Proof: By Euclid
(related to Proposition: 7.27: Powers of Coprime Numbers are Coprime)
Euclid's' Proof
 For since $A$ and $B$ are prime to one another, and $A$ has made $C$ (by) multiplying itself, $C$ and $B$ are thus prime to one another [Prop. 7.25].
 Therefore, since $C$ and $B$ are prime to one another, and $B$ has made $E$ (by) multiplying itself, $C$ and $E$ are thus prime to one another [Prop. 7.25].
 Again, since $A$ and $B$ are prime to one another, and $B$ has made $E$ (by) multiplying itself, $A$ and $E$ are thus prime to one another [Prop. 7.25].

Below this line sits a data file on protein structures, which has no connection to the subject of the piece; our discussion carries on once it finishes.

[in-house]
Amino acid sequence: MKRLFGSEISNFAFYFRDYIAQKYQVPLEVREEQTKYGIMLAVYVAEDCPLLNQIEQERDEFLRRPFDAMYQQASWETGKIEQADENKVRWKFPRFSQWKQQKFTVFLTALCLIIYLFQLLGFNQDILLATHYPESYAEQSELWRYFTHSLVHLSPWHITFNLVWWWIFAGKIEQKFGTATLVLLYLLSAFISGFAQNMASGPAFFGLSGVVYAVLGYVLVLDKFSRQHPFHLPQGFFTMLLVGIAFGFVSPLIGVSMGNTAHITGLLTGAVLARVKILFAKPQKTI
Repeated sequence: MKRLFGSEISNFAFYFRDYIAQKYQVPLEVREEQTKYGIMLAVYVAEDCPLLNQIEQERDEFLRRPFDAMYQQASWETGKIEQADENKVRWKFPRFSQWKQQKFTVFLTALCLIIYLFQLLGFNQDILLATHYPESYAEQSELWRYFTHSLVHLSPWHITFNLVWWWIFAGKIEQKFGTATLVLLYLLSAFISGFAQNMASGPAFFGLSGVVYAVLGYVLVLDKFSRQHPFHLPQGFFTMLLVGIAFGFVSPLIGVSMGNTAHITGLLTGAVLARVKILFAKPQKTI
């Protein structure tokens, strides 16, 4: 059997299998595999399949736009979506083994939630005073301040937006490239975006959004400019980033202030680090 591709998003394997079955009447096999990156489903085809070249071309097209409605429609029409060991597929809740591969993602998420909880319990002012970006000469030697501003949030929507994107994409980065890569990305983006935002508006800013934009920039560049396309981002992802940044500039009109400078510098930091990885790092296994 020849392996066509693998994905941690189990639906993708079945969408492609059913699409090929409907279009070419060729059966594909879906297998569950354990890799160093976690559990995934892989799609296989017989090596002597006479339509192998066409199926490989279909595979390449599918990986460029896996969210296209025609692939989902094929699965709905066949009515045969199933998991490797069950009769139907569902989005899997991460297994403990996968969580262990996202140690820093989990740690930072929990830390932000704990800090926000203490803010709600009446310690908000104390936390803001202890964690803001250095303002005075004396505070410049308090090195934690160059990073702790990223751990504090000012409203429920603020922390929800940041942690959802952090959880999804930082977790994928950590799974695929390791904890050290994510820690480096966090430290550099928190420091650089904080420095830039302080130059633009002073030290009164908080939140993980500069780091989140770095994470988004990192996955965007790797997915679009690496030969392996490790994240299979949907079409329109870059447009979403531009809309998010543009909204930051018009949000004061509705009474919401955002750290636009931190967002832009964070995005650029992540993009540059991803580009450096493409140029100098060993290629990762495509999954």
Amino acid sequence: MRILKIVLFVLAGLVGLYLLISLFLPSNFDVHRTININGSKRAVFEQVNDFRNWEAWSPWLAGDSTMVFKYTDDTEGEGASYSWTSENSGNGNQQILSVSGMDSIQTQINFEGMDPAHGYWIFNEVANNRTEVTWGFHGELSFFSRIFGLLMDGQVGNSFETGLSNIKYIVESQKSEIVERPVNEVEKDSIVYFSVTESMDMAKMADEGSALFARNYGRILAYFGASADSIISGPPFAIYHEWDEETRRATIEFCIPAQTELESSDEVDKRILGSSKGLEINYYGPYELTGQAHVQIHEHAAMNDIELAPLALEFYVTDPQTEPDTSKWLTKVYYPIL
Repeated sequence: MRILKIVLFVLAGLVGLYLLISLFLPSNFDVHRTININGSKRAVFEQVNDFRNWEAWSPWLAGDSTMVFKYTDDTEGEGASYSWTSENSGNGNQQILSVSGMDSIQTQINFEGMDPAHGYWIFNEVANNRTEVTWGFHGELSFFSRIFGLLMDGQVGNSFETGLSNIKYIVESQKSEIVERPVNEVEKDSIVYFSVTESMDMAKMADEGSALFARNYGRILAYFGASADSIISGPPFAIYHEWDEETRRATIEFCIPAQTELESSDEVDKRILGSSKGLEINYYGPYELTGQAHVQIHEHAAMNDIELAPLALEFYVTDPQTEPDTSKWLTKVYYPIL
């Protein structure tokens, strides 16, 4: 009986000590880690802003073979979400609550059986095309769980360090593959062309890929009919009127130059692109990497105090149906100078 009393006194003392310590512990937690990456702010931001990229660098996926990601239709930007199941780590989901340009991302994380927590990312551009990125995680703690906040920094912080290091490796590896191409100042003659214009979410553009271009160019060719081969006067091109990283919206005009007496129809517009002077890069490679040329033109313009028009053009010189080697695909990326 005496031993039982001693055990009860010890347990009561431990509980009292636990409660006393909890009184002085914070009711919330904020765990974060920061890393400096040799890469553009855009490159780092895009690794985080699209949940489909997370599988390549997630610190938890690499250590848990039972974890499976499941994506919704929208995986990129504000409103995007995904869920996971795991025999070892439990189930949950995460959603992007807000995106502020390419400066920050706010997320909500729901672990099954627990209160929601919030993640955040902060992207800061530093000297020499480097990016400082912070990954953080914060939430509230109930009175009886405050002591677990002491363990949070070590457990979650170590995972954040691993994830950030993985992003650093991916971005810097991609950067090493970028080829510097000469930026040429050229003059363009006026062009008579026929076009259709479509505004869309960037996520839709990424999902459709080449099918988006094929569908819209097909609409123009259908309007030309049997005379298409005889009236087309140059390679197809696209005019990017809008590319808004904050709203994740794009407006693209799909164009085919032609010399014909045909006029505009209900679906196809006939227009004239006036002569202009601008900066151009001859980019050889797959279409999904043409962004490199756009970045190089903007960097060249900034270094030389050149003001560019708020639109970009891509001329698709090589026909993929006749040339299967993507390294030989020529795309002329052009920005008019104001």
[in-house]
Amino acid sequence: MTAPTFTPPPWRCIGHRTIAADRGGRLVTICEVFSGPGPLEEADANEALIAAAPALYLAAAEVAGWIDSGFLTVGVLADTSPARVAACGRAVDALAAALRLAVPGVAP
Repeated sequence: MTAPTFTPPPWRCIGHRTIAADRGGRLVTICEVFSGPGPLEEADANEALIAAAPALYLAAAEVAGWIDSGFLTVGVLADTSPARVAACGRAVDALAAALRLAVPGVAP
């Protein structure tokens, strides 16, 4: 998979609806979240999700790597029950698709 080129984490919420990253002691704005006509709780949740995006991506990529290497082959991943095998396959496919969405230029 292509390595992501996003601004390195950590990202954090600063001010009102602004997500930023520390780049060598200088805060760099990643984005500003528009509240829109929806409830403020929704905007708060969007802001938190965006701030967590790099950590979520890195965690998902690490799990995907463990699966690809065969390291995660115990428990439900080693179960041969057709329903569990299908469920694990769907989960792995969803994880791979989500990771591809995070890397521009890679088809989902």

Therefore, since the two numbers $A$ and $C$ are both prime to each of the two numbers $B$ and $E$, the (number) created from (multiplying) $A$ and $C$ is thus prime to the (number created) from (multiplying) $B$ and $E$ [Prop. 7.26].
 And $D$ is the (number created) from (multiplying) $A$ and $C$, and $F$ the (number created) from (multiplying) $B$ and $E$.
 Thus, $D$ and $F$ are prime to one another.
 (Which is) the very thing it was required to show.
∎
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References
Adapted from (subject to copyright, with kind permission)
 Fitzpatrick, Richard: Euclid's "Elements of Geometry"